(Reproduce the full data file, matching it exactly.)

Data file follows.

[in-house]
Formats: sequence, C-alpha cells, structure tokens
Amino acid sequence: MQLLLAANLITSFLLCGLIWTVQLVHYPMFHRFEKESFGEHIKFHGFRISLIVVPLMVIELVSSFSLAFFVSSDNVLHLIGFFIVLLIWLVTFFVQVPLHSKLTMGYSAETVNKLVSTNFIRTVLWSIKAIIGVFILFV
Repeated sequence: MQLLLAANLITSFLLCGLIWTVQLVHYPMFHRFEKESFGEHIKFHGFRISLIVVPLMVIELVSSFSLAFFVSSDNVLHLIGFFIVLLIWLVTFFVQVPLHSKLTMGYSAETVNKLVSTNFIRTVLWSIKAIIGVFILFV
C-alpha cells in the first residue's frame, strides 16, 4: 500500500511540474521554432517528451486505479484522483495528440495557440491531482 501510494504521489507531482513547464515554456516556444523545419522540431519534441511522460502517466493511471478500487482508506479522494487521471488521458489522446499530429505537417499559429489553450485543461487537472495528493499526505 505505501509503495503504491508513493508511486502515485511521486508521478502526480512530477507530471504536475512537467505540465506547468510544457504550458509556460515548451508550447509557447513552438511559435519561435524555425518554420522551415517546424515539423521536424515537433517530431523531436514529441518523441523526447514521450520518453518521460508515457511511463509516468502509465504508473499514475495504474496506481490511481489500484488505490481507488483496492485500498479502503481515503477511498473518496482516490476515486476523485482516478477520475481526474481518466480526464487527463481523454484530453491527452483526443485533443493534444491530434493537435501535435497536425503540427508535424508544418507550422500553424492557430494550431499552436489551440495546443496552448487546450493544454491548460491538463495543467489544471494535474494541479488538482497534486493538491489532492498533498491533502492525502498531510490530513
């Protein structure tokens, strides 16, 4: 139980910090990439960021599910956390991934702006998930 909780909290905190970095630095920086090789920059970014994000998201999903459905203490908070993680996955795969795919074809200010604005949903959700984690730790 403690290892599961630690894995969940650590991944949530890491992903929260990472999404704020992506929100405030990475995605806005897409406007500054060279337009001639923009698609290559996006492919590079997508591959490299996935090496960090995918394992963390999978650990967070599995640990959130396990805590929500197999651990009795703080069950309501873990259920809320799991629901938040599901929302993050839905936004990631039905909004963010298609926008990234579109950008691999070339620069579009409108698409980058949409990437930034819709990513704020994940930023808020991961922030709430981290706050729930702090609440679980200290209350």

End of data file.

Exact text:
[in-house]
Formats: sequence, C-alpha cells, structure tokens
Amino acid sequence: MQLLLAANLITSFLLCGLIWTVQLVHYPMFHRFEKESFGEHIKFHGFRISLIVVPLMVIELVSSFSLAFFVSSDNVLHLIGFFIVLLIWLVTFFVQVPLHSKLTMGYSAETVNKLVSTNFIRTVLWSIKAIIGVFILFV
Repeated sequence: MQLLLAANLITSFLLCGLIWTVQLVHYPMFHRFEKESFGEHIKFHGFRISLIVVPLMVIELVSSFSLAFFVSSDNVLHLIGFFIVLLIWLVTFFVQVPLHSKLTMGYSAETVNKLVSTNFIRTVLWSIKAIIGVFILFV
C-alpha cells in the first residue's frame, strides 16, 4: 500500500511540474521554432517528451486505479484522483495528440495557440491531482 501510494504521489507531482513547464515554456516556444523545419522540431519534441511522460502517466493511471478500487482508506479522494487521471488521458489522446499530429505537417499559429489553450485543461487537472495528493499526505 505505501509503495503504491508513493508511486502515485511521486508521478502526480512530477507530471504536475512537467505540465506547468510544457504550458509556460515548451508550447509557447513552438511559435519561435524555425518554420522551415517546424515539423521536424515537433517530431523531436514529441518523441523526447514521450520518453518521460508515457511511463509516468502509465504508473499514475495504474496506481490511481489500484488505490481507488483496492485500498479502503481515503477511498473518496482516490476515486476523485482516478477520475481526474481518466480526464487527463481523454484530453491527452483526443485533443493534444491530434493537435501535435497536425503540427508535424508544418507550422500553424492557430494550431499552436489551440495546443496552448487546450493544454491548460491538463495543467489544471494535474494541479488538482497534486493538491489532492498533498491533502492525502498531510490530513
């Protein structure tokens, strides 16, 4: 139980910090990439960021599910956390991934702006998930 909780909290905190970095630095920086090789920059970014994000998201999903459905203490908070993680996955795969795919074809200010604005949903959700984690730790 403690290892599961630690894995969940650590991944949530890491992903929260990472999404704020992506929100405030990475995605806005897409406007500054060279337009001639923009698609290559996006492919590079997508591959490299996935090496960090995918394992963390999978650990967070599995640990959130396990805590929500197999651990009795703080069950309501873990259920809320799991629901938040599901929302993050839905936004990631039905909004963010298609926008990234579109950008691999070339620069579009409108698409980058949409990437930034819709990513704020994940930023808020991961922030709430981290706050729930702090609440679980200290209350």